If you ever want to lose countless hours of your life which you can never get back, spend some time working on your family tree. I’ve spent most of my life interested in one line and am now obsessed with learning about the rest.
A DAR chapter registrar asked me the other day if I would be interested in helping with the registrar tasks, obviously hoping to have someone to train. I am interested, perhaps a little too much. Once you begin reading census records, you suddenly look up and wonder where the day went. Your dogs are starving and wondering why their mom doesn’t love them anymore.
At the last meeting, everyone was talking about Ancestry DNA testing. I have some privacy concerns but my grandfather was adopted and he died without knowing his birth parents. He reached out to the adoption agency in the late 1950s and they provided very little information. I’ve decided that I want to solve the mystery more than I care about what Ancestry does with my genetic information. My family tree has (literally) thousands of hints, after all. I can’t possibly follow up on all of them manually.
It has been suggested that I may have more links to the American Revolution than previously documented. Confirming or debunking myths and legends entails reading terrible handwriting with misspellings and inaccurate data. It means wading through disagreements between experts about whether or not lineage has, in fact, been verified. It means hoping irreplaceable records weren’t destroyed in a fire or other natural disaster. It means hoping document translations are accurate. It means squinting at faded, weathered, and damaged grave markers.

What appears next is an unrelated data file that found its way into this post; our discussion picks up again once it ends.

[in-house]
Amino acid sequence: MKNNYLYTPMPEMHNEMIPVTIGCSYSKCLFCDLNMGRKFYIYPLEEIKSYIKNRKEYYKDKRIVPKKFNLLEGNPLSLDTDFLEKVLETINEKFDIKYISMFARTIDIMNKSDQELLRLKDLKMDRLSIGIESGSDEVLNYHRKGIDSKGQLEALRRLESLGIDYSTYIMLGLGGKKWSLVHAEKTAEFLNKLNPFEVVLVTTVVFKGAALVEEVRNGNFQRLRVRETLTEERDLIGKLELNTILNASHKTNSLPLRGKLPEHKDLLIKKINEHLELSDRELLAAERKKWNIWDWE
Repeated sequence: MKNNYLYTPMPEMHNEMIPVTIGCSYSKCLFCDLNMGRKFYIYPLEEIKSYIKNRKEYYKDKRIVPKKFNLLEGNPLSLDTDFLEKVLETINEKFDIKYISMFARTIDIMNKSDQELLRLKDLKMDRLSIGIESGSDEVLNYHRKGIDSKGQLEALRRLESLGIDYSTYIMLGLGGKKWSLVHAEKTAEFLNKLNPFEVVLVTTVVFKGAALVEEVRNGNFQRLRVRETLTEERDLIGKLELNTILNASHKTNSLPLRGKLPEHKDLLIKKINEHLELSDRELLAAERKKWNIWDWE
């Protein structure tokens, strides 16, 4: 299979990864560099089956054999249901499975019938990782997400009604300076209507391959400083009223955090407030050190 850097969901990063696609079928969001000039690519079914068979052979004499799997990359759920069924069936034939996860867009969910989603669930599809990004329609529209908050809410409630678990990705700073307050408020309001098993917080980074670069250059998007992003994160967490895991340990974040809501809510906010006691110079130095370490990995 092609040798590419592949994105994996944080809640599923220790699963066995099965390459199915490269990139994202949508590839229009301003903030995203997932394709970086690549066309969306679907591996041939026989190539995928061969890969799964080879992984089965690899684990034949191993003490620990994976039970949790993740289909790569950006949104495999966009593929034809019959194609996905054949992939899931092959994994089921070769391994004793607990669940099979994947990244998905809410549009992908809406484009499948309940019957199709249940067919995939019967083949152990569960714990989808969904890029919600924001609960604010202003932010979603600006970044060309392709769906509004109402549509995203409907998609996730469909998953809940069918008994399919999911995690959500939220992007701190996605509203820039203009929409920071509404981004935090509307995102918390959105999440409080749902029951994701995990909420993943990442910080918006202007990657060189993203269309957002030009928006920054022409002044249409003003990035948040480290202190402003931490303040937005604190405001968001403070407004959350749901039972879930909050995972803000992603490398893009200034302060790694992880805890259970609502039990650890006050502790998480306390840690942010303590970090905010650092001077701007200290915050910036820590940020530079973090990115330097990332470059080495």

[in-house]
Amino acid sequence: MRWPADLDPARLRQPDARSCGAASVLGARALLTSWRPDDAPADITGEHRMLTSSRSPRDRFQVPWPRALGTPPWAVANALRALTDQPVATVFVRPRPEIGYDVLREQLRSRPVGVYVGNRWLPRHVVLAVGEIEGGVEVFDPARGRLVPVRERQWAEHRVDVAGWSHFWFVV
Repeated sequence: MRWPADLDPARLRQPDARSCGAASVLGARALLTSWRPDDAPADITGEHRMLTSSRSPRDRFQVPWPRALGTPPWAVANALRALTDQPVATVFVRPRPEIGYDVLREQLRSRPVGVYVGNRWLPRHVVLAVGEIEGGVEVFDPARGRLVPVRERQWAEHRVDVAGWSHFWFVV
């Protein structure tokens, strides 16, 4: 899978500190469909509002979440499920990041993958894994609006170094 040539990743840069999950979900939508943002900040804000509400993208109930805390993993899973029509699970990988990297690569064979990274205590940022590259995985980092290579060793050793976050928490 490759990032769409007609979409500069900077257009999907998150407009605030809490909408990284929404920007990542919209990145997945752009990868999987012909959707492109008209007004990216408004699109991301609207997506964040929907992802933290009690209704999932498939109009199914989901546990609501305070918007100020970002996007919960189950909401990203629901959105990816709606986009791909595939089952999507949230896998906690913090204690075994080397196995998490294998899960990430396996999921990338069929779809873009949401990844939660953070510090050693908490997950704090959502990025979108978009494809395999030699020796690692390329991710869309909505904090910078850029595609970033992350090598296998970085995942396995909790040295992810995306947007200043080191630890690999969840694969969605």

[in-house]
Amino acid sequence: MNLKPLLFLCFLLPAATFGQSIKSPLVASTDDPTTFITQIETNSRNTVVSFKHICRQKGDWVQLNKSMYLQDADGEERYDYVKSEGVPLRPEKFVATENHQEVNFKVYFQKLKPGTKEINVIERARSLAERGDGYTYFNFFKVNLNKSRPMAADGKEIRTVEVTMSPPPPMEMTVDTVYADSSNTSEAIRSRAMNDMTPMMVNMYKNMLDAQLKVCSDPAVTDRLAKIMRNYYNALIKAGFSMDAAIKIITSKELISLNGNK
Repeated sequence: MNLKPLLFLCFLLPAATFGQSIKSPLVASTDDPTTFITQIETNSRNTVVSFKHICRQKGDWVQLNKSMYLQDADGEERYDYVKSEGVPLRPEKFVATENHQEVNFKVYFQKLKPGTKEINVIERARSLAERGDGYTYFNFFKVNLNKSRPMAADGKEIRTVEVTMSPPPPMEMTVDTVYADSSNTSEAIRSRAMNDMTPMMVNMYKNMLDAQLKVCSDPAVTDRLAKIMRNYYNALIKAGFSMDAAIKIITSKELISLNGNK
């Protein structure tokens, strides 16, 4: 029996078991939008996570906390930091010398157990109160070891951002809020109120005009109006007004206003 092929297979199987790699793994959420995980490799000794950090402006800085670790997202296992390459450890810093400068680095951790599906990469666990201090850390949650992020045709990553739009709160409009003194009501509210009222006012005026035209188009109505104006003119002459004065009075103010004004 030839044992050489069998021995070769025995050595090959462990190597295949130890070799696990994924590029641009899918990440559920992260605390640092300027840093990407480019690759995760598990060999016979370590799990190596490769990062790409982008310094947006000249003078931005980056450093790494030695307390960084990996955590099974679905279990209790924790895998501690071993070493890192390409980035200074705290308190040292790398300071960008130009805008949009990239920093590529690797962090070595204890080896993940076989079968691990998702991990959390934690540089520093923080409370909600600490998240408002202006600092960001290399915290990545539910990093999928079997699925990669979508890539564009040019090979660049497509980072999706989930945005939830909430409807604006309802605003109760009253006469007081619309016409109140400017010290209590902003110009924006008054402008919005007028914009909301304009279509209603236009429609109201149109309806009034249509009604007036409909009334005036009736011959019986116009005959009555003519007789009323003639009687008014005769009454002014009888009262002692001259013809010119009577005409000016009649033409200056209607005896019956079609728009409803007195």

The thing is, it matters. All of it. Every single story led us here. Understanding the past helps us make sense of the present. Context is everything. I was looking at some information about my 8th great-grandparents, who arrived in Pennsylvania in 1684. Two women were put on trial for witchcraft in Pennsylvania that same year. I’m not saying there’s a connection but I am saying that we tend to think about history in a linear fashion without considering what else was happening at that time. There’s so much more to history than names, dates, times, and places. And since History Channel isn’t really into, you know, HISTORY anymore…I’ll figure it out myself.